The banding system within the NHS is to allow nurses of a certain level of experience and training to receive a standardised pay based on their band. The banding system has been in place since 2004 and allows nurses to progress through the bands based on structured training and development.
There has been some discussion over the years on where an advanced nurse practitioner should sit within this banding system as an unregulated role. As they have been around since the late 1980s in the UK, it is right that they be properly recognised for their significant contribution to the provision of care. ANPs have become the backbone of general practice and support patients on a daily basis with a wide range of physical and mental conditions both within general practice and within the community.
The advanced nurse practitioners (ANP) route is becoming increasingly popular for career progression among many nurses looking to extend their practice and expand their clinical, diagnostic and leadership skills. They fit into the banding system just like newly-qualified nurses, nursing specialists and chief nurses or matrons. Their banding reflects the level of their experience and the specialist training required to enact their responsibilities and level of care to a high standard.
Responsibilities of an advanced nurse practitioner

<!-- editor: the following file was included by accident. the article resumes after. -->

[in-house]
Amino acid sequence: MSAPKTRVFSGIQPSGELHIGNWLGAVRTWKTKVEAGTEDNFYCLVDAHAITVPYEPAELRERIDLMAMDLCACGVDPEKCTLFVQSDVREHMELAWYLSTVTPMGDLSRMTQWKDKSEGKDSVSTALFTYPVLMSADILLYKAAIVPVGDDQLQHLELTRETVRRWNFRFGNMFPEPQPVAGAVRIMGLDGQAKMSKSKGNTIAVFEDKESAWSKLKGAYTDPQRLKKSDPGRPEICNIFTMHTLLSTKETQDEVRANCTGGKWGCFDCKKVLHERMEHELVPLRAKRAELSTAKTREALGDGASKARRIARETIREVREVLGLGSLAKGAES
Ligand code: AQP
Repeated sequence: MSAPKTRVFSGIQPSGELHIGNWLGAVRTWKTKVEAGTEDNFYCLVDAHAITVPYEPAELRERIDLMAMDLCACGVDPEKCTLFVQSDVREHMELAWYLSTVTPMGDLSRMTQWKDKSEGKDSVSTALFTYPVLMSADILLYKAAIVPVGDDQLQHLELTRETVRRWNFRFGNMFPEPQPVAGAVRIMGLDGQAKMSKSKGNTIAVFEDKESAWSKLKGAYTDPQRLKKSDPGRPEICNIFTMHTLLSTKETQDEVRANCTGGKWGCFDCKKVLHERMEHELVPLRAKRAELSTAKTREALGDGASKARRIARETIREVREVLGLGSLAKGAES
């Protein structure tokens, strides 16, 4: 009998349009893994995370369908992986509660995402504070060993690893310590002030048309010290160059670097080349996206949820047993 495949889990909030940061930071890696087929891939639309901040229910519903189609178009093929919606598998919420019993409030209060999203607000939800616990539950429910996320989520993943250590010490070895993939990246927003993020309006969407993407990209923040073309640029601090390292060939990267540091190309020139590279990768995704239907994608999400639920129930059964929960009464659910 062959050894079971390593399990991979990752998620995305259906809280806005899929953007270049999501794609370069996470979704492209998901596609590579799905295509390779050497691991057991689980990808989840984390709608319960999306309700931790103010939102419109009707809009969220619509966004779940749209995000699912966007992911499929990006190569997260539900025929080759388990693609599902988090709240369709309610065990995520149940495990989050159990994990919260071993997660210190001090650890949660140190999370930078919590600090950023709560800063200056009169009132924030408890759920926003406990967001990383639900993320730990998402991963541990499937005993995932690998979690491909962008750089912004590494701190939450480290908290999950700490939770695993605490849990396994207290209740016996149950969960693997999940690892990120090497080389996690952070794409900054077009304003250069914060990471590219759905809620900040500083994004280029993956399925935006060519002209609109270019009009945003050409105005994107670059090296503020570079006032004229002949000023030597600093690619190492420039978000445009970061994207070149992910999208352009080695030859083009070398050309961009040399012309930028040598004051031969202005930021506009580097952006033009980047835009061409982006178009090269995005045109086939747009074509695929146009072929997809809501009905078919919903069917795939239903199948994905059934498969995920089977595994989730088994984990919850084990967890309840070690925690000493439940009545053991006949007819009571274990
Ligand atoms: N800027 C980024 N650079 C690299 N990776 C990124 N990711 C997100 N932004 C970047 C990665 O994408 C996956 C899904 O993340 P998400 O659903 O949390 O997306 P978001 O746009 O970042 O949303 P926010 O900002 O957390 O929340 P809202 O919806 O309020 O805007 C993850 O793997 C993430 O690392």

ANPs are highly-trained nurses who have typically undertaken a master’s degree in clinical practice and, according to the RCN, must meet the following standards and levels in their career:
Have an active registration with the NMC
Practice within the four pillars
Have a Job Plan that demonstrates advanced nursing practice and has equity with peers working at this level
Be an independent prescriber
Meet NMC revalidation requirements
Demonstrate autonomous evidence
ANPs have arisen out of a shortage of doctors in the UK and are an exceptional example of the success of a multi-disciplinary workforce. ANPs are able to conduct many of the roles and responsibilities of a GP and can:
Undertake clinical assessment of a patient’s symptoms, both the patient’s communicated history and understanding of their symptoms and upon the ANPs own physical assessment
Diagnose a wide range of physical and mental health issues
Prescribe medications and courses of treatment
Autonomously oversee patient appointments
Discharge patients from hospital
Deliver counselling and health education
The autonomy of this role is taking the pressure off the UK healthcare system in the wake of the pandemic, and ANPs have been pivotal in clearing the backlog of patient appointments that built up over the lockdowns. Their level of expertise and insight means they are able to step in and support GPs at the most critical time and will continue to stand as a pillar of care in the community and compassion in all healthcare settings.
Advanced nurse/Nurse practitioner band
ANPs operate withing Band 7 due to their specialist knowledge across a wide range of clinical scenarios, mainly in primary care. As we have already outlined, ANPs have undertaken a wide range of study at a high level and have extensive experience. They usually demonstrate considerable leadership skills too.
As such they are paid within the same band as high intensity therapists, advanced speech and language therapists, communications managers, etc. Notably, an ANP is between a nursing specialist or senior nurse at Band 6, and a modern matron or chief nurse at Band 8.
Looking for your next ANP job?
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